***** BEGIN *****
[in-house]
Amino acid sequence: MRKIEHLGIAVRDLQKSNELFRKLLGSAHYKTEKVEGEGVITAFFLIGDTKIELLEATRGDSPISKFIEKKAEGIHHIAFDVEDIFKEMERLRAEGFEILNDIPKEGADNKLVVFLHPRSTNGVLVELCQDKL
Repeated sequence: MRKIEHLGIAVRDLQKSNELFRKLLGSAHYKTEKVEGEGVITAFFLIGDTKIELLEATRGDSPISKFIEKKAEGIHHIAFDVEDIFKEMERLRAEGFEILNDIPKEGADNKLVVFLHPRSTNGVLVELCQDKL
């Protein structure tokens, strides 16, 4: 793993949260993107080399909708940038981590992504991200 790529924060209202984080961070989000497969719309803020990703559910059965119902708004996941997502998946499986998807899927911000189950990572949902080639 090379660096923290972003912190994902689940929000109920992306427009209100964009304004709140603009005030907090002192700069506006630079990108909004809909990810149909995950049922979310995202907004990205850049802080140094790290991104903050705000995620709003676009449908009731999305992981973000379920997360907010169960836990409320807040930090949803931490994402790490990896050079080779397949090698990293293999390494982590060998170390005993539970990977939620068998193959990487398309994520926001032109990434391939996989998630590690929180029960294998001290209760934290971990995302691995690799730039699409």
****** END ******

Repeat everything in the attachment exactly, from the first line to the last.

[in-house]
Amino acid sequence: MRKIEHLGIAVRDLQKSNELFRKLLGSAHYKTEKVEGEGVITAFFLIGDTKIELLEATRGDSPISKFIEKKAEGIHHIAFDVEDIFKEMERLRAEGFEILNDIPKEGADNKLVVFLHPRSTNGVLVELCQDKL
Repeated sequence: MRKIEHLGIAVRDLQKSNELFRKLLGSAHYKTEKVEGEGVITAFFLIGDTKIELLEATRGDSPISKFIEKKAEGIHHIAFDVEDIFKEMERLRAEGFEILNDIPKEGADNKLVVFLHPRSTNGVLVELCQDKL
């Protein structure tokens, strides 16, 4: 793993949260993107080399909708940038981590992504991200 790529924060209202984080961070989000497969719309803020990703559910059965119902708004996941997502998946499986998807899927911000189950990572949902080639 090379660096923290972003912190994902689940929000109920992306427009209100964009304004709140603009005030907090002192700069506006630079990108909004809909990810149909995950049922979310995202907004990205850049802080140094790290991104903050705000995620709003676009449908009731999305992981973000379920997360907010169960836990409320807040930090949803931490994402790490990896050079080779397949090698990293293999390494982590060998170390005993539970990977939620068998193959990487398309994520926001032109990434391939996989998630590690929180029960294998001290209760934290971990995302691995690799730039699409």